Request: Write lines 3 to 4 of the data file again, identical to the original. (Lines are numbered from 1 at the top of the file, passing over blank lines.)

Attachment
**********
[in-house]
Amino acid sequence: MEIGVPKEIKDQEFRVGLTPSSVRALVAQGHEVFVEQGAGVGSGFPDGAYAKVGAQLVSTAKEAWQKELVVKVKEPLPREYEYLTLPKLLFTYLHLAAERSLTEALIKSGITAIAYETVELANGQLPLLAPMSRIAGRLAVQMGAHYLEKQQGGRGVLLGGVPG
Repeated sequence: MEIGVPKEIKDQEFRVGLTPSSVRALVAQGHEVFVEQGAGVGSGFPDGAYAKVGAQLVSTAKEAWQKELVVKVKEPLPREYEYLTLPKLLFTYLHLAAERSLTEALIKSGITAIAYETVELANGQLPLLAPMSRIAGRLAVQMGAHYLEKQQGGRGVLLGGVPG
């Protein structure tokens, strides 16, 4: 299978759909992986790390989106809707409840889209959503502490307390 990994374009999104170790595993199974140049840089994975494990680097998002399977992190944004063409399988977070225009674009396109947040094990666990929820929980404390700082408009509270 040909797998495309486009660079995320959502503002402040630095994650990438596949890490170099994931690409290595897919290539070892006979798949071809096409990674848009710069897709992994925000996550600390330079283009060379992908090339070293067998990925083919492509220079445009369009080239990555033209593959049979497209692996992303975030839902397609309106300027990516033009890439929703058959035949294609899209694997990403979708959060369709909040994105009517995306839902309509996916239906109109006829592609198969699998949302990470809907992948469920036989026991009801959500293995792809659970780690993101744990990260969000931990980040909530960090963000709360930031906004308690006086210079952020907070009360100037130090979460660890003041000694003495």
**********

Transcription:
Repeated sequence: MEIGVPKEIKDQEFRVGLTPSSVRALVAQGHEVFVEQGAGVGSGFPDGAYAKVGAQLVSTAKEAWQKELVVKVKEPLPREYEYLTLPKLLFTYLHLAAERSLTEALIKSGITAIAYETVELANGQLPLLAPMSRIAGRLAVQMGAHYLEKQQGGRGVLLGGVPG
């Protein structure tokens, strides 16, 4: 299978759909992986790390989106809707409840889209959503502490307390 990994374009999104170790595993199974140049840089994975494990680097998002399977992190944004063409399988977070225009674009396109947040094990666990929820929980404390700082408009509270 040909797998495309486009660079995320959502503002402040630095994650990438596949890490170099994931690409290595897919290539070892006979798949071809096409990674848009710069897709992994925000996550600390330079283009060379992908090339070293067998990925083919492509220079445009369009080239990555033209593959049979497209692996992303975030839902397609309106300027990516033009890439929703058959035949294609899209694997990403979708959060369709909040994105009517995306839902309509996916239906109109006829592609198969699998949302990470809907992948469920036989026991009801959500293995792809659970780690993101744990990260969000931990980040909530960090963000709360930031906004308690006086210079952020907070009360100037130090979460660890003041000694003495």